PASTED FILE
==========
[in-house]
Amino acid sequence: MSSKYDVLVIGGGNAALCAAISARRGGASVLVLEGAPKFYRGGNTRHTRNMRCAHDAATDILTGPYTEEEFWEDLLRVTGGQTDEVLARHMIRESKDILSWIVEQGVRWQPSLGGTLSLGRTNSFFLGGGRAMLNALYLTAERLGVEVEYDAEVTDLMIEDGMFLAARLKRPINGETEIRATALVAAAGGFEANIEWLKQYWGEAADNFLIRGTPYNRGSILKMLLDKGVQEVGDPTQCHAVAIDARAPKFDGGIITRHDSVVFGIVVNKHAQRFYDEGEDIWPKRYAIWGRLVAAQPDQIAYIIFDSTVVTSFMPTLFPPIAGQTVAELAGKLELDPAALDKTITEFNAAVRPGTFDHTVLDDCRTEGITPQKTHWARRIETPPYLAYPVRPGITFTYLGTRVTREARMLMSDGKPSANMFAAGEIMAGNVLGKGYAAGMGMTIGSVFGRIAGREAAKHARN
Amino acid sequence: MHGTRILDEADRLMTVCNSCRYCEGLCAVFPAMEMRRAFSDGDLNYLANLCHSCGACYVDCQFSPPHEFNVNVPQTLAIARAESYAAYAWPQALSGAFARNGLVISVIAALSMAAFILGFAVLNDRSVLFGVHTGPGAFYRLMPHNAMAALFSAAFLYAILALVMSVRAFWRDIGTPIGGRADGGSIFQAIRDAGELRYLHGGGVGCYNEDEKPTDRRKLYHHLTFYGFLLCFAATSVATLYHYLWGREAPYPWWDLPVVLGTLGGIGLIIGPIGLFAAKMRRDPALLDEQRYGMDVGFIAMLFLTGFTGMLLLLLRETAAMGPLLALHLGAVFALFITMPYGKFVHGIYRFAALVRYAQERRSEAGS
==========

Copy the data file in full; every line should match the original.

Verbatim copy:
[in-house]
Amino acid sequence: MSSKYDVLVIGGGNAALCAAISARRGGASVLVLEGAPKFYRGGNTRHTRNMRCAHDAATDILTGPYTEEEFWEDLLRVTGGQTDEVLARHMIRESKDILSWIVEQGVRWQPSLGGTLSLGRTNSFFLGGGRAMLNALYLTAERLGVEVEYDAEVTDLMIEDGMFLAARLKRPINGETEIRATALVAAAGGFEANIEWLKQYWGEAADNFLIRGTPYNRGSILKMLLDKGVQEVGDPTQCHAVAIDARAPKFDGGIITRHDSVVFGIVVNKHAQRFYDEGEDIWPKRYAIWGRLVAAQPDQIAYIIFDSTVVTSFMPTLFPPIAGQTVAELAGKLELDPAALDKTITEFNAAVRPGTFDHTVLDDCRTEGITPQKTHWARRIETPPYLAYPVRPGITFTYLGTRVTREARMLMSDGKPSANMFAAGEIMAGNVLGKGYAAGMGMTIGSVFGRIAGREAAKHARN
Amino acid sequence: MHGTRILDEADRLMTVCNSCRYCEGLCAVFPAMEMRRAFSDGDLNYLANLCHSCGACYVDCQFSPPHEFNVNVPQTLAIARAESYAAYAWPQALSGAFARNGLVISVIAALSMAAFILGFAVLNDRSVLFGVHTGPGAFYRLMPHNAMAALFSAAFLYAILALVMSVRAFWRDIGTPIGGRADGGSIFQAIRDAGELRYLHGGGVGCYNEDEKPTDRRKLYHHLTFYGFLLCFAATSVATLYHYLWGREAPYPWWDLPVVLGTLGGIGLIIGPIGLFAAKMRRDPALLDEQRYGMDVGFIAMLFLTGFTGMLLLLLRETAAMGPLLALHLGAVFALFITMPYGKFVHGIYRFAALVRYAQERRSEAGS